World first! driving the dragon
With its new heavy-duty truck, Dongfeng wants to take on the European market. Can the Chinese company achieve this? CHARLEEN CLARKE travels to Xiangyang to find out.
Sometimes names don’t mean much. Dongfeng’s new heavy-duty truck, the Kinland Flagship, is a case in point. Its Chinese name actually means “dragon from the sky” … Why on earth the company didn’t call it the “Dragon” I really don’t know.
However, one thing that I can reveal is that, with this new truck (which will make its global debut at the 2014 IAA), the enormous Chinese company wants to breath fire over the European truck market. But can it take on the Europeans at what they do best?
In order to answer this question, I travelled to the Hubei province of China – and the city of Xiangyang specifically. Like most other Chinese cities, it is punctuated by enormous apartment blocks in various stages of construction, soaring upwards into the clouds.
Xiangyang is pretty special in trucking terms, however, because that’s where Dongfeng’s enormous testing facility is located. One Dongfeng official tells me it’s the largest in Asia. Maybe. It’s certainly one of the busiest; during my visit a variety of makes and models whiz around the banked circuit (it’s not only used by Dongfeng to test its products, but also by the industry at large).
We’re not bothered by mere mortals, however. In typical grandiose Chinese style, Dongfeng has closed off an entire section of the proving ground; it’s reserved exclusively for our use.
The start of our visit is fairly dramatic, as we park on the side of the track … and, seconds later, two Kinland Flagships approach at high speed. The one is deep maroon; the other is black. They paint a melodramatic picture as they race up to us and park.
Then it’s time for us to experience the duo of Dongfeng darlings – but first we are taken around the circuit by technical experts. They point out the nuances of the track, insisting that we don’t do more than 75 km/h on particularly tight sections. Personally, I think they’re nuts. I wouldn’t go faster than 60 km/h through such a tight turn – especially given the fact that the rigs are fully loaded to 55 t. But I remain mum … and wait my turn to drive.
I decide to start off in the easier of the two; the so-called high-spec model, which is equipped with a 13-litre Dongfeng Cummins engine and a Volvo gearbox – the VT2214B.
Before I fire up the engine, the technical expert takes me through the cab and its various features. It’s all pretty standard, but I can see that he’s proud of some aspects such as the steering-wheel-mounted controls (for the sound system and cruise control) and the sunroof that closes automatically when you turn off the engine (just in case you forget to close it and it rains).
Unfortunately I cannot comment on the interior too much – we’re driving prototypes and the interior is not necessarily reflective of the final design. However, what I see is practical and utilitarian. I love the S-shape … it’s very yin/yang. It’s not as plush as the European trucks – but it’s certainly functional.
Then we’re off. Given the 55 t, I’m not really anticipating a very smooth ride – thinking that the truck may be a bit skittish. Not so. It pulls off smoothly and effortlessly – there are no vibrations or shaking mirrors or anything like that – and soon we’re racing to the section that is limited to 75 km/h.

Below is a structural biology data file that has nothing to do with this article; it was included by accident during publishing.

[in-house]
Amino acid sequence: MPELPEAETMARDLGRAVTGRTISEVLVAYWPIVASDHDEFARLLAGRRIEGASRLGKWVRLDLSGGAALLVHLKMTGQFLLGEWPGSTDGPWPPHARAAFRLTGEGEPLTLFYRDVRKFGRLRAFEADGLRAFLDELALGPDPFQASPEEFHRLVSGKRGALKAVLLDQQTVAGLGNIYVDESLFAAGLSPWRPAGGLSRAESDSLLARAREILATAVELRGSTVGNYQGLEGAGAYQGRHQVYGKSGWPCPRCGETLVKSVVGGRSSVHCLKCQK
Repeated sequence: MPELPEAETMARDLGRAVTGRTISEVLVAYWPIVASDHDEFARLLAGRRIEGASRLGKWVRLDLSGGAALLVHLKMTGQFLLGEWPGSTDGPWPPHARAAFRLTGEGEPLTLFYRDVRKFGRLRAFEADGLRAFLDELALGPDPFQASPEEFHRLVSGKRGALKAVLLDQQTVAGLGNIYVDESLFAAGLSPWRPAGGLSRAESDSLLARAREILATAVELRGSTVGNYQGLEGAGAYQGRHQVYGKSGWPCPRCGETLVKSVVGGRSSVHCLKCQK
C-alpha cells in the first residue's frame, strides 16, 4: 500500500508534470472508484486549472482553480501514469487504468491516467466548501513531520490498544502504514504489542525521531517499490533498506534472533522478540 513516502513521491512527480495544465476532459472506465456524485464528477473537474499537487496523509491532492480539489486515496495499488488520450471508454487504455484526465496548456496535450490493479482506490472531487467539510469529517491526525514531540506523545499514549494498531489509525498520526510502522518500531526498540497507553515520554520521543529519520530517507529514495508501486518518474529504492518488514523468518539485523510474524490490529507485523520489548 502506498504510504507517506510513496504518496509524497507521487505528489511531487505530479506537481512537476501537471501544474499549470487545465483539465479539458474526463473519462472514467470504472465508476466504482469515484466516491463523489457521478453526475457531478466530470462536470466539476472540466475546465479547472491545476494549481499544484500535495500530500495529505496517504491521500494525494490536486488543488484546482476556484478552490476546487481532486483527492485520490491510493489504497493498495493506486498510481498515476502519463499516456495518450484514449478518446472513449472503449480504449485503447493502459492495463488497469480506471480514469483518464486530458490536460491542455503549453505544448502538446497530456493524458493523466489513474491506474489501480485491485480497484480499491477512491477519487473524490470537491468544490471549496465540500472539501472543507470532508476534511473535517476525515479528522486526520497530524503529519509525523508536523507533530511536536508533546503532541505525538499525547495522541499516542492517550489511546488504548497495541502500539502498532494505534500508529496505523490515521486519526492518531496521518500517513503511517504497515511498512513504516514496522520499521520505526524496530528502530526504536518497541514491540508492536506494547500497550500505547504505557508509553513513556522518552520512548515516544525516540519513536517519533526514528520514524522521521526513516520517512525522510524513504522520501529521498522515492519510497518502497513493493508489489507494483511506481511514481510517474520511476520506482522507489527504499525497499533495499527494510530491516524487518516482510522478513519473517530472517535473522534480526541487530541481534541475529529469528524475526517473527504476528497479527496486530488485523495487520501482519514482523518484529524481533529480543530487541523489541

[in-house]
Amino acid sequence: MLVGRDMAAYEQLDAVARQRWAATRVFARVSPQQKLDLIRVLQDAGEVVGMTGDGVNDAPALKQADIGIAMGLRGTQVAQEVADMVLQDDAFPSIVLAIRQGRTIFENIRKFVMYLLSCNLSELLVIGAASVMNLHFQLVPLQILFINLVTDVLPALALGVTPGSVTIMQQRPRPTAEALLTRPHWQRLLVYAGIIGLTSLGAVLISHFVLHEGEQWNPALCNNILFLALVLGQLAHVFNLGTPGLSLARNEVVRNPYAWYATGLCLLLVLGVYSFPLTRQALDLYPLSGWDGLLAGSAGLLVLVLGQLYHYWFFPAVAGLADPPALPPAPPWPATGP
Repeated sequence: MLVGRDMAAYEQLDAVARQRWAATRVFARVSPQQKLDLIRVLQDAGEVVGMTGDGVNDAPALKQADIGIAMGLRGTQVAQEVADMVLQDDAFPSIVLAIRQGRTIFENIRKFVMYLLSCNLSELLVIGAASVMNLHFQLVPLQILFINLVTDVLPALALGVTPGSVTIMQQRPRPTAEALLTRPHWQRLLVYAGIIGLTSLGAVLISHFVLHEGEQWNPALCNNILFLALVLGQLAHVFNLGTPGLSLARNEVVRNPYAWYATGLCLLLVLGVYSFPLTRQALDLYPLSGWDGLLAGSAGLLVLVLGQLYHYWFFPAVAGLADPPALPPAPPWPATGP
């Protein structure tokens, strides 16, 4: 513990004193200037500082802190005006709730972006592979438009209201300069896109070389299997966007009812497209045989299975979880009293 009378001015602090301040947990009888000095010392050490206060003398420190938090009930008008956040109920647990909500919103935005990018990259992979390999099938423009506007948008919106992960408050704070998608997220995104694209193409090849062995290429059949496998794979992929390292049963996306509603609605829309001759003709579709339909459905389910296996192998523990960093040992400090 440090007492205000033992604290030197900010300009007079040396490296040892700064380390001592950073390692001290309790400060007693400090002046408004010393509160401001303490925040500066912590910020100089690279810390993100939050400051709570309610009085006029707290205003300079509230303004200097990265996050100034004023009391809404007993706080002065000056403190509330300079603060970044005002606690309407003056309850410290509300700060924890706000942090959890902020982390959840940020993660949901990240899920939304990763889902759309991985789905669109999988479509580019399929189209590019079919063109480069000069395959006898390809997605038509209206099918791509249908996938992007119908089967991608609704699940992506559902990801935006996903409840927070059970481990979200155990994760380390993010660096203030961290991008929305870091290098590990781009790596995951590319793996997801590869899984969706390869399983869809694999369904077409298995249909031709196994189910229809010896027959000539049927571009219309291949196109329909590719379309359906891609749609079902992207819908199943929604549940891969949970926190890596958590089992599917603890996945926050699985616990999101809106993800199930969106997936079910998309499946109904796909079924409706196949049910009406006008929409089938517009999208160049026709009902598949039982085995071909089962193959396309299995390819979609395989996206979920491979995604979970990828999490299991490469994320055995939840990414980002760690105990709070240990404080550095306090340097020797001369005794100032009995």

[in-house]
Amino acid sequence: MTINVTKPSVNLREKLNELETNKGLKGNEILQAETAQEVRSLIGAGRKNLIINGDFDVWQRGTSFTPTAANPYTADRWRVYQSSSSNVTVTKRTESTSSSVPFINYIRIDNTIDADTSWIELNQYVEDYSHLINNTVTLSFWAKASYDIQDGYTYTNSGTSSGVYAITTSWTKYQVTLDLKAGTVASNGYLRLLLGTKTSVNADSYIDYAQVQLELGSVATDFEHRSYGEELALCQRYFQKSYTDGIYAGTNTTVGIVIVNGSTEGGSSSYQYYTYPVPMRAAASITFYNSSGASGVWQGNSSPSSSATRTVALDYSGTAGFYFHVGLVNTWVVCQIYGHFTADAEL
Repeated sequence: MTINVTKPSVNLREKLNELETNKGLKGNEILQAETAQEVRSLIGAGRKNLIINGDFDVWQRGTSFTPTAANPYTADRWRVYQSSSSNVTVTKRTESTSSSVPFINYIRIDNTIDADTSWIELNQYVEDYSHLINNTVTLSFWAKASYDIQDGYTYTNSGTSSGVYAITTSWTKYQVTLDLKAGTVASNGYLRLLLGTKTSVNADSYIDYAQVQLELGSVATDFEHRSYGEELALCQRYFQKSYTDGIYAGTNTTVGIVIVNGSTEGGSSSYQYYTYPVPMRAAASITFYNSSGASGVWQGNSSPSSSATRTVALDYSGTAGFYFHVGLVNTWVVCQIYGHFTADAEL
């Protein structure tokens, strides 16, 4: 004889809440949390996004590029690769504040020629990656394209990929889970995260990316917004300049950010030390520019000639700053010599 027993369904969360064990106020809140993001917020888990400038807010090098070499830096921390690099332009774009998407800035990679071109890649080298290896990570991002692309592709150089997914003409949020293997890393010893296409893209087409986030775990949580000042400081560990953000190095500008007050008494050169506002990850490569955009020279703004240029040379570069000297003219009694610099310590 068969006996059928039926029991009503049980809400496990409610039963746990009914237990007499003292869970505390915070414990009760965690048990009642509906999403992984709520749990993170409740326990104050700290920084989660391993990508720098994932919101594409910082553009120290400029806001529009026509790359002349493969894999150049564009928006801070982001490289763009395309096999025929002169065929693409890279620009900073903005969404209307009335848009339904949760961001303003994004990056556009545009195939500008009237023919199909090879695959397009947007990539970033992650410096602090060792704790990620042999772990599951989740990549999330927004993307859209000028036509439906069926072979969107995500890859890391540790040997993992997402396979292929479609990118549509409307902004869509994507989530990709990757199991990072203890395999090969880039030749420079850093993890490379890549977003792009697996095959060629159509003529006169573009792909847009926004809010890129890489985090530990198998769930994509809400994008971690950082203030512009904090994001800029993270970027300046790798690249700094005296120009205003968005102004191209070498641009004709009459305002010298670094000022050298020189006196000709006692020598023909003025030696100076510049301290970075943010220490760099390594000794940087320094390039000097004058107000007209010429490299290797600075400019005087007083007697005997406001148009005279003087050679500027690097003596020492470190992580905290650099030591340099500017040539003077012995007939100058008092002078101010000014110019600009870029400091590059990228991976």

The truck navigates the tight turn effortlessly; the steering is direct, without being excessively so. I really enjoy the leaf-spring suspension of the vehicle; it has a wonderfully comfortable ride. As my German International Truck of the Year jury member colleague comments, there’s no excessive body roll or sharp nose-diving under braking …
Then we’re on the straight and the technical expert encourages me to go faster. I flip the switch, which converts the mode from economy to power, and, within a minute or so, we’re racing down the straight towards another
75 km/h control area.
I sense that my Chinese supervisor is getting twitchy, so I tap off and use the retarder to slow the beast to about 65 km/h (I’m still not comfortable with the concept of blasting through a particularly tight section).
All too soon, my first test drive is over. I slow before the end of the circuit and gently apply the brakes – which, it must be said, are quite harsh. Never mind. They’re effective enough and we stop in very good time.
Feeling rather plucky, I decide to tackle the low-spec model next, which comes with the same engine and load – but a manual ZF12AS2540 TO gearbox (12+2). I worry about making an idiot out of myself while changing gears, but it’s absolutely effortless … and I even find myself nearing that 75 km/h through the tight and twisty bits.
The steering doesn’t feel as direct and the suspension isn’t quite as forgiving. On a positive note, the brakes are considerably less harsh (or maybe I am just becoming better friends with the dragon).
At the end of both test drives, I am greeted with an explosion of flashes – as the Chinese take scores of photographs of yours truly emerging from the cab. The reason for their enthusiasm is obvious: this is the first time in the world that a journalist has tamed their dragon.
Then it’s time to chill and chat to senior officials from Dongfeng, who seek my opinion. Will it sell in South Africa, they ask. Sure, I say – once a right-hand drive derivative is available. How should it be priced versus a Mercedes-Benz, they ask. Considerably lower, is my rather evasive response.
Finally, is it good enough to compete in Europe? Not yet, is my totally honest response. The Kinland Flagship is a true workhorse; it’s not quite as refined and luxurious as its European competitors.
But, ask me the very same question in five years or so … and my answer may be completely different. Watch this space; the Chinese are coming.